Or they can be linked to the noun by a verb, like essere, to be, and sembrare, to look. This kind of linking verb is called a copula, and the adjective always comes after it, just like in English.

  • L’insegnante è severo.
    The teacher is strict.
  • Sembri stanco.
    You look tired.

Where to put Italian adjectives

Qualifying Italian adjectives are usually placed after the noun, while determining adjectives will go before the noun.

There are a few exceptions to these rules. Notable exceptions are colors, shapes, and nationalities, which must always follow the noun.

  • Un tavolo bianco, una foglia verde, un albero alto, un uomo inglese
    A white table, a green leaf, a tall tree, an English man…
  • Un cuscino rotondo, una scatola quadrata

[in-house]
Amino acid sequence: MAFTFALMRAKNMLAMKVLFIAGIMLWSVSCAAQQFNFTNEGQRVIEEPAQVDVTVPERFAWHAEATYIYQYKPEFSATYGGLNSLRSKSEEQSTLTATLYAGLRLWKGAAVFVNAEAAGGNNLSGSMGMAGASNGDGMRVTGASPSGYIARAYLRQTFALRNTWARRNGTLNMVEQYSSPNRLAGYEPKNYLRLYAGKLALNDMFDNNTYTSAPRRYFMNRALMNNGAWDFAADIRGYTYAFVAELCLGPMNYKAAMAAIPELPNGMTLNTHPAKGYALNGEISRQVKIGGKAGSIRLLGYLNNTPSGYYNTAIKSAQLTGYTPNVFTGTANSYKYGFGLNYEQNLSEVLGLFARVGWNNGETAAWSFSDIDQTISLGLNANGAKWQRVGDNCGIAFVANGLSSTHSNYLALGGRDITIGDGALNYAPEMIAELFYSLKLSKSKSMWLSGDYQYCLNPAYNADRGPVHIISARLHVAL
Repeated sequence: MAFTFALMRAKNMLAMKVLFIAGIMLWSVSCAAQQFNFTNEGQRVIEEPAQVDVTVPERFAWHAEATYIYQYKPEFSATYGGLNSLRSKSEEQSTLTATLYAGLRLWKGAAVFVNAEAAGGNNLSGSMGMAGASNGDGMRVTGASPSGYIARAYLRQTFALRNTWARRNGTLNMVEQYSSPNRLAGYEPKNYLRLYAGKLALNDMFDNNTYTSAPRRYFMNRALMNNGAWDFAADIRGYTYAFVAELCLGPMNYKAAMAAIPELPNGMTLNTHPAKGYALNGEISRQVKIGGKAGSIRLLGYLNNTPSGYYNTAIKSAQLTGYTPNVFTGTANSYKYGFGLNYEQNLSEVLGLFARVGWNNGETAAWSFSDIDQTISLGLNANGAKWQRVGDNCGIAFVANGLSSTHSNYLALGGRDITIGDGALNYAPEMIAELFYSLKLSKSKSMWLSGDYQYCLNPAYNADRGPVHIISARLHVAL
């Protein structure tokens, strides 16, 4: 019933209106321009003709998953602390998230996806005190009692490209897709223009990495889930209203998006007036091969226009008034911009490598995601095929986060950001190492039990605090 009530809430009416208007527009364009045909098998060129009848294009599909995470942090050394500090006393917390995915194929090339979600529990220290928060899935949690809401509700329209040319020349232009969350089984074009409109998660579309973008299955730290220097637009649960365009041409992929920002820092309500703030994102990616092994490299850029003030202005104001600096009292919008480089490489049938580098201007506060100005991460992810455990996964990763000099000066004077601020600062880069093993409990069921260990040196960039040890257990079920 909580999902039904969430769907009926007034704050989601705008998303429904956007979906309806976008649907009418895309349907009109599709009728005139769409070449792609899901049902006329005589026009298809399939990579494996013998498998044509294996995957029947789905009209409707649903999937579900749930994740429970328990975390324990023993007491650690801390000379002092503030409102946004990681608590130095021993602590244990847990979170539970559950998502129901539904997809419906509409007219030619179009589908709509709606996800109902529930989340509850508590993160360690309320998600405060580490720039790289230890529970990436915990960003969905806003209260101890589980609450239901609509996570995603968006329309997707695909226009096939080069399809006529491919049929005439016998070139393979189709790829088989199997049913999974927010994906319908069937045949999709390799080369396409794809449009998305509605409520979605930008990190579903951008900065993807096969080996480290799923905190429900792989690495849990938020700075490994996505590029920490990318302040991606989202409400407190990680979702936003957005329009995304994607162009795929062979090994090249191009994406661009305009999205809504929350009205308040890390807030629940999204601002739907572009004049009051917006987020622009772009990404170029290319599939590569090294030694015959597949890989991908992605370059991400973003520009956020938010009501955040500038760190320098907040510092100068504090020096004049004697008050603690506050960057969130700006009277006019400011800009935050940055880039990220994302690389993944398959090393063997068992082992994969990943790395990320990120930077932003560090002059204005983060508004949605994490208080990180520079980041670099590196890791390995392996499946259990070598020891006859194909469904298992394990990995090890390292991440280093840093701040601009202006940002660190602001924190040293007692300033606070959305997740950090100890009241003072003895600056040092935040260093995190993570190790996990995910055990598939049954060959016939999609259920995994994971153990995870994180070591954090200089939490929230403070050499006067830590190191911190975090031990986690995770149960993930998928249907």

A round cushion, a square box…
  • Questo gatto, tre sedie, i miei cani, questa lampada…
    This cat, three chairs, my dogs, this lamp…

Numbers, on the other hand, always come before the noun. This includes ordinal numbers.

  • Due mani, tre bicchieri, quattro ruote…
    Two hands, three glasses, four wheels…
  • La prima volta, la seconda pagina, il terzo incrocio…
    The first time, the second page, the third crossroads…

Other adjectives have a very slight change in meaning depending on where they are placed in the sentence.

  • Un vecchio amico
    An old friend – “someone you’ve known for a long time”
  • Un amico vecchio
    An old friend – “an elderly friend”
  • La mia vecchia auto
    My old car – “the car I previously owned”
  • La mia auto vecchia
    My old car – “I have more than one car and one of them is old”